Yes, I’m angry too
The Witcher and The Witcher 2 get high praise from PC video gamers as being complex, immersive, adult-oriented RPGs. By the way, I always find it amusing when these games are called ‘RPGs’—roleplaying this is not, and despite the occasional moral decision or choice of endings, they hardly come within an orc’s roar of the possibilities of real roleplaying games. Anyway, I digress. My message here is to Mac video gamers.
I first attempted to play The Witcher via Valve’s game distribution system Steam, and the game did nothing but crash my computer. I tried all kinds of technical mucking about to get the thing to work, doing the usual trawl through forums and websites and following arcane instructions, but no luck. I also discovered that the game wasn’t even a proper port, but simply stuck in some middle-man emulation wrapper. Though they happily take my money, Steam take no responsibility for anything they sell actually working; but after complaining enough I eventually convinced them to credit my purchase (it was only $10) and bought Faster Than Light instead (a fun little game by the way).
I know, I should have learned my lesson, but the release of The Witcher 2 for Mac the other day tempted me to try once more. This time—since I’ve vowed never again to use Steam—I bought and downloaded it from GOG.com for a bit over $20. Lucky it was cheap, because despite the fact it actually does work and play this time, I’m not happy with its performance. On my brand new 2.6Ghz quad-core Intel Core i7 MacBook Pro with retina display, 16Gb RAM and 1024Mb NVIDIA GeForce graphics card, I can’t get anywhere near a decent frame rate with high quality graphic settings; a particularly annoying quality when you’re trying to make quick clicks with a stuttering mouse cursor during combat. It’s certainly playable, and can still be graphically impressive, but I have to set the screen size and quality settings to ‘low spec’.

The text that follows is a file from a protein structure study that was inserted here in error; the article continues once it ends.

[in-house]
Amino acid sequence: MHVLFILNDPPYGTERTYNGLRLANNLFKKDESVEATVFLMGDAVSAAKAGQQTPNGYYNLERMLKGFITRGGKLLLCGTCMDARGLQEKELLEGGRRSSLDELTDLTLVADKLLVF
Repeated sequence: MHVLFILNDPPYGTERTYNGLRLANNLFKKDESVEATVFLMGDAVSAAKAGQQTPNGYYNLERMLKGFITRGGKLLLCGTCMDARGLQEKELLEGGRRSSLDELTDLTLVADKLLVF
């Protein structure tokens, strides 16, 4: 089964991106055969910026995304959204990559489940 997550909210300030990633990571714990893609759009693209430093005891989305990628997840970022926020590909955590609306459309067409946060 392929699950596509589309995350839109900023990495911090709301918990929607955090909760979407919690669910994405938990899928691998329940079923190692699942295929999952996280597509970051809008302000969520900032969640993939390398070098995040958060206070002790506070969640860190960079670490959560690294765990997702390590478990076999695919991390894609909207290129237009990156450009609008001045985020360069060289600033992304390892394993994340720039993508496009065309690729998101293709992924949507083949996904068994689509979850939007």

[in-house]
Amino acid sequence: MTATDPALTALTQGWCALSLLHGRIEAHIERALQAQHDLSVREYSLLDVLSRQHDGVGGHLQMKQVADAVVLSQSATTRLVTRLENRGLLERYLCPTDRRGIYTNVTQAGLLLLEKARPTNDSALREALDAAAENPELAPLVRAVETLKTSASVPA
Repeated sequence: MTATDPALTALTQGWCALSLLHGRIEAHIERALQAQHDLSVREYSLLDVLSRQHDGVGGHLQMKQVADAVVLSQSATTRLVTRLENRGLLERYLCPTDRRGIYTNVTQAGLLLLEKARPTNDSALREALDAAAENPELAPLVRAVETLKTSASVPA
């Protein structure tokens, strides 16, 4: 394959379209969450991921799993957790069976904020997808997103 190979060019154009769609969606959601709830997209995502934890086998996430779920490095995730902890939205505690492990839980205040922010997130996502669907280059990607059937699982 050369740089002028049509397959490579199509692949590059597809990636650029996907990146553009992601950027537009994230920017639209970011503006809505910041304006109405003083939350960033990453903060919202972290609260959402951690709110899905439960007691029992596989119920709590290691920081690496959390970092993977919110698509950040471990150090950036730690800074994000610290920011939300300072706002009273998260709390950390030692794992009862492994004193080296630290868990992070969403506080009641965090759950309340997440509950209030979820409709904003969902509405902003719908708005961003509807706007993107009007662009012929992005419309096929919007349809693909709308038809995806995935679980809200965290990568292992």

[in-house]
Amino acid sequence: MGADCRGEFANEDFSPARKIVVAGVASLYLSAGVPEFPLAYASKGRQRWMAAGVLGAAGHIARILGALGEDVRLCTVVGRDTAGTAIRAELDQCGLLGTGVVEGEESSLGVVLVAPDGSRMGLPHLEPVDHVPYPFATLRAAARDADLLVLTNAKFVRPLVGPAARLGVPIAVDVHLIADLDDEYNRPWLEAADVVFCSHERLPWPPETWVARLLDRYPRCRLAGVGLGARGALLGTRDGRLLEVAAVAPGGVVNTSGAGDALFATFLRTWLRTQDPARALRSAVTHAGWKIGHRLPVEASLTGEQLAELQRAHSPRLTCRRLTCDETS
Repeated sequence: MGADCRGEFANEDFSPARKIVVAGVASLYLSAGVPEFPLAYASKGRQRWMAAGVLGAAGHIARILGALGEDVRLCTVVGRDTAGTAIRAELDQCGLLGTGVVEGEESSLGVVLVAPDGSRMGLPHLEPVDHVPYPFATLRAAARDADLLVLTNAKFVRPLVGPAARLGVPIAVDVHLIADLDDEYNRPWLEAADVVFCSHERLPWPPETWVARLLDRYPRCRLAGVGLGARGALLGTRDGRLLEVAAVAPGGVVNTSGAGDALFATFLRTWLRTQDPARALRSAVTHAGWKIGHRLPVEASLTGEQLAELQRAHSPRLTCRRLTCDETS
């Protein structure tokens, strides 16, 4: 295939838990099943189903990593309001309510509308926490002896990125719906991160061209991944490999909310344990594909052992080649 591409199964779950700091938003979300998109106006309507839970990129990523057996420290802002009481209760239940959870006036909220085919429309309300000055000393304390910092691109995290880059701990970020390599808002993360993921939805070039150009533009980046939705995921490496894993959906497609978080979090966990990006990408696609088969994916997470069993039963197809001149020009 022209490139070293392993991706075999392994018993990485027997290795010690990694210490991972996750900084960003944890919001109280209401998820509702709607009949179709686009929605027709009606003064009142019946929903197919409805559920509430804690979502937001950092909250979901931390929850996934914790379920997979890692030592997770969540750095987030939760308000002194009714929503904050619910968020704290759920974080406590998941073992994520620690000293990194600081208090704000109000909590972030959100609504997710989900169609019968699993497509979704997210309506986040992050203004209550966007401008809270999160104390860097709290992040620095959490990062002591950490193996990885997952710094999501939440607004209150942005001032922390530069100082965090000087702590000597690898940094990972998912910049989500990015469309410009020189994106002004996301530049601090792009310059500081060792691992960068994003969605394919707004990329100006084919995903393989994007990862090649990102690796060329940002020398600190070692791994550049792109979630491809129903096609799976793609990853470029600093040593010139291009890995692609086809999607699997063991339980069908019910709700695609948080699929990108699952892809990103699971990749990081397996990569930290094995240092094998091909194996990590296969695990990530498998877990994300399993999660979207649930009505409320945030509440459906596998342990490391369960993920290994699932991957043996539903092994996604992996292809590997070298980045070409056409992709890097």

Low spec? That’s just ridiculous. While PC gamers scoff at Mac graphic cards, it’s not because the Mac isn’t capable of handling games like this. I played Call of Duty 4 on this machine, full screen at 2560 x 1440 and 16:9, with every setting completely maxxed out, and it looked incredible and played smoothly, even in the most complex battle scenes. Why can’t The Witcher 2 work as well?
Another annoyance is that you have to completely quit the game and start again if you want to tweak the graphic settings—making the process of optimising your game far more time-consuming and difficulty than it should be.
So if you’re a Mac user and you’re tempted by either of these games, take my advice—forget the first one, and take a long hard look at your Mac specs before buying the second. Anything less than a top-of-the-line Mac and I think you’ll be greatly disappointed, and even then the really good graphic settings seem out of reach. I predict we’re about to see a lot of complaints about the practical playability of this new port. Personally, I’m fed up with publishers taking advantage of Mac gamers by releasing sub-standard Mac versions—no doubt relying on enough quick sales to justify the effort before word gets around.